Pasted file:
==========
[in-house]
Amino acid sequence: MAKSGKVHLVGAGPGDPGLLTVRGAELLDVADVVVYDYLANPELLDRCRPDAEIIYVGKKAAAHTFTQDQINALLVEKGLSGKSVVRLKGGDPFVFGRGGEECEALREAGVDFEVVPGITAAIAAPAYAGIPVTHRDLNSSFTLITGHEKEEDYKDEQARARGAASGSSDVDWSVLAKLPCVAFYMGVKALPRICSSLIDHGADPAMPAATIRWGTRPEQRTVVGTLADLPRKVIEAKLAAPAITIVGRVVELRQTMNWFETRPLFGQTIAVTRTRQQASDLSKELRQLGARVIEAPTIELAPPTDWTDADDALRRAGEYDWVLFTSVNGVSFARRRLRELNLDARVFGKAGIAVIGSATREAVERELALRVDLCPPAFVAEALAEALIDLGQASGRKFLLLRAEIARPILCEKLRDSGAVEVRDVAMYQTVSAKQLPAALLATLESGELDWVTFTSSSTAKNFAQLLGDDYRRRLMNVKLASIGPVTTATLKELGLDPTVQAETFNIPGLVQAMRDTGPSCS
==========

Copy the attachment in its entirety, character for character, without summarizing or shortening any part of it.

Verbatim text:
[in-house]
Amino acid sequence: MAKSGKVHLVGAGPGDPGLLTVRGAELLDVADVVVYDYLANPELLDRCRPDAEIIYVGKKAAAHTFTQDQINALLVEKGLSGKSVVRLKGGDPFVFGRGGEECEALREAGVDFEVVPGITAAIAAPAYAGIPVTHRDLNSSFTLITGHEKEEDYKDEQARARGAASGSSDVDWSVLAKLPCVAFYMGVKALPRICSSLIDHGADPAMPAATIRWGTRPEQRTVVGTLADLPRKVIEAKLAAPAITIVGRVVELRQTMNWFETRPLFGQTIAVTRTRQQASDLSKELRQLGARVIEAPTIELAPPTDWTDADDALRRAGEYDWVLFTSVNGVSFARRRLRELNLDARVFGKAGIAVIGSATREAVERELALRVDLCPPAFVAEALAEALIDLGQASGRKFLLLRAEIARPILCEKLRDSGAVEVRDVAMYQTVSAKQLPAALLATLESGELDWVTFTSSSTAKNFAQLLGDDYRRRLMNVKLASIGPVTTATLKELGLDPTVQAETFNIPGLVQAMRDTGPSCS